Cites: Issue Brief Cent Stud Health Syst Change. 2002 Feb;(49):1-411865909
Cites: Med Care Res Rev. 2002 Mar;59(1):79-98; discussion 99-10311877880
Cites: Am J Public Health. 1993 Jul;83(7):948-548328615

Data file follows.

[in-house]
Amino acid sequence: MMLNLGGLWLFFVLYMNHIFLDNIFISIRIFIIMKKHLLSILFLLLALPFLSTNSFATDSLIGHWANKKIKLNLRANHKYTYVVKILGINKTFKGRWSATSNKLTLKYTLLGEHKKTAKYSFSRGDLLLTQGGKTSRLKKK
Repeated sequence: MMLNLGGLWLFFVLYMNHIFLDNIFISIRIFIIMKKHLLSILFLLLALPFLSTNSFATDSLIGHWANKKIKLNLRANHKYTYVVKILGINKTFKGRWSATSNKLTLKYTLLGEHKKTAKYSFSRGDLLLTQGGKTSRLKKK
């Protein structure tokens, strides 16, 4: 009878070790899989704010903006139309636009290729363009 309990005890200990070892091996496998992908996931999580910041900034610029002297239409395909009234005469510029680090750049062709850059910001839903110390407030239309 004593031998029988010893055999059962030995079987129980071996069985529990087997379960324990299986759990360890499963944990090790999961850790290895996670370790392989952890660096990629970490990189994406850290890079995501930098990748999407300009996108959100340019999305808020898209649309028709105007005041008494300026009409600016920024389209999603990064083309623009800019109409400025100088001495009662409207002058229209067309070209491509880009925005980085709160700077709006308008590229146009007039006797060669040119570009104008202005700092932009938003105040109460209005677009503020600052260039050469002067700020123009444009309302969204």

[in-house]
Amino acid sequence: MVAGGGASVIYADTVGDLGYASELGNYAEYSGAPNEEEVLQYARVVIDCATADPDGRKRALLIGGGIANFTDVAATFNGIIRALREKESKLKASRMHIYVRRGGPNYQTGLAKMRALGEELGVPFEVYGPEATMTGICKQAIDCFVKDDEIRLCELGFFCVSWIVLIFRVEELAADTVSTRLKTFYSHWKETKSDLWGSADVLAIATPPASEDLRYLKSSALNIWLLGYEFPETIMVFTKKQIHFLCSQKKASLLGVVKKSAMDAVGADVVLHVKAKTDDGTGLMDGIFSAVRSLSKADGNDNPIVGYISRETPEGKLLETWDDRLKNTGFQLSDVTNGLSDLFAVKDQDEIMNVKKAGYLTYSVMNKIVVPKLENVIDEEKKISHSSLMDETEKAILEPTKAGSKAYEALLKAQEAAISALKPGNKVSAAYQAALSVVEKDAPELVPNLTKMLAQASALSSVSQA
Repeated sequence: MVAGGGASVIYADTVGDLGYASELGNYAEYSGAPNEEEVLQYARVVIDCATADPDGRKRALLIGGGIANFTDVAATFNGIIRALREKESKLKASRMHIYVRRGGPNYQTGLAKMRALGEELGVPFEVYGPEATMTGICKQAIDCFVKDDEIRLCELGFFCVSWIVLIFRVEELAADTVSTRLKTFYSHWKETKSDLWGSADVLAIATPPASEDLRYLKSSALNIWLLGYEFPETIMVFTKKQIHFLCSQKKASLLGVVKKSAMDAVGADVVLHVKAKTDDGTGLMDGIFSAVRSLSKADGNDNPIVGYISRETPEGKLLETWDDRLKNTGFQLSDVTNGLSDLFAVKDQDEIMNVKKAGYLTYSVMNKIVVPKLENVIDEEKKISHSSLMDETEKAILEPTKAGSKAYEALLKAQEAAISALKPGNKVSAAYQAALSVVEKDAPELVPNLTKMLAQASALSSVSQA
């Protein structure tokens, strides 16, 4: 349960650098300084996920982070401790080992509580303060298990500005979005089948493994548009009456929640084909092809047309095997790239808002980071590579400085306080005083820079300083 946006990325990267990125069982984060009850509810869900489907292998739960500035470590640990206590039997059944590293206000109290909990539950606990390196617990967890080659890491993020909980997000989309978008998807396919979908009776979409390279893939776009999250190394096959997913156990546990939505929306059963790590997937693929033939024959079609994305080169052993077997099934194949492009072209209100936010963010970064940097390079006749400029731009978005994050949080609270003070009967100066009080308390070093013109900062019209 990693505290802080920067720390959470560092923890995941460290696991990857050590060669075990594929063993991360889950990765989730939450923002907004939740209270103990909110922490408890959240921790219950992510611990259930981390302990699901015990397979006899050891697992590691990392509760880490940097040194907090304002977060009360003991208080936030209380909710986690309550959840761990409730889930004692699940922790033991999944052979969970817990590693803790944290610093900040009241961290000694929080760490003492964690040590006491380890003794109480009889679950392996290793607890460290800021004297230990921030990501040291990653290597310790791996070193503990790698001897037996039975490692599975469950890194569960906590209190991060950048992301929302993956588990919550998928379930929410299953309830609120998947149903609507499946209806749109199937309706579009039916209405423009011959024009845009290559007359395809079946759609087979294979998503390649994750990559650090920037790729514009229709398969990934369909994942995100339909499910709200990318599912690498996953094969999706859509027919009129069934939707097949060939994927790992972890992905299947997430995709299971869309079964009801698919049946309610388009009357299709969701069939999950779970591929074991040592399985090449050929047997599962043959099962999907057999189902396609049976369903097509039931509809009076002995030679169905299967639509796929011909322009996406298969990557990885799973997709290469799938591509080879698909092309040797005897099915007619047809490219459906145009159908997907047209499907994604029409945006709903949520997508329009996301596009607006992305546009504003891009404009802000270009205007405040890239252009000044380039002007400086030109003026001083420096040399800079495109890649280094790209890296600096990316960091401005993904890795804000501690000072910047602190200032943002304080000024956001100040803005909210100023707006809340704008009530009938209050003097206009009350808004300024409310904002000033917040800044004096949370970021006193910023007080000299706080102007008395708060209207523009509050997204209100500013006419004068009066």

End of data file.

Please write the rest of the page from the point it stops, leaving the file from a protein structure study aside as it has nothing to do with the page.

The debate on health care reform in the United States has been greatly influenced by various national studies showing a strong relationship between lack of public or private health care coverage and inadequate access to health services. There is also much concern about deficiencies in the availability and delivery of services to certain population groups--especially for those living in the most remote and sparsely populated areas of the country. However, national studies have generally not demonstrated that the use of health services is strongly associated with urban/rural residence or the supply of medical providers. In this study, we show that national studies can obscure the problems of certain population groups including American Indians and Alaska Natives. Using data from the 1987 National Medical Expenditure Survey, the findings show that the availability of medical providers as well as place of residence were strongly associated with the use of health care by American Indians and Alaska Natives. Although American Indians and Alaska Natives included in this study were eligible to receive health care free of charge from the Indian Health Service (IHS), financial factors were also significantly associated with use due to the use of services other than those provided or sponsored by IHS. Also, the results show that while geographic and supply factors have only modest effects on the average travel time to medical providers for the U.S. population as a whole, travel times are dramatically longer for American Indians and Alaska Natives living in rural areas and where there are few medical providers. In addition, there appear to be fewer hospitalizations in areas where there are IHS outpatient services. We conclude by discussing the need for health care reform to take into account the diversity of a large country such as the U.S., and the special needs of population groups that are usually not adequately represented in national studies.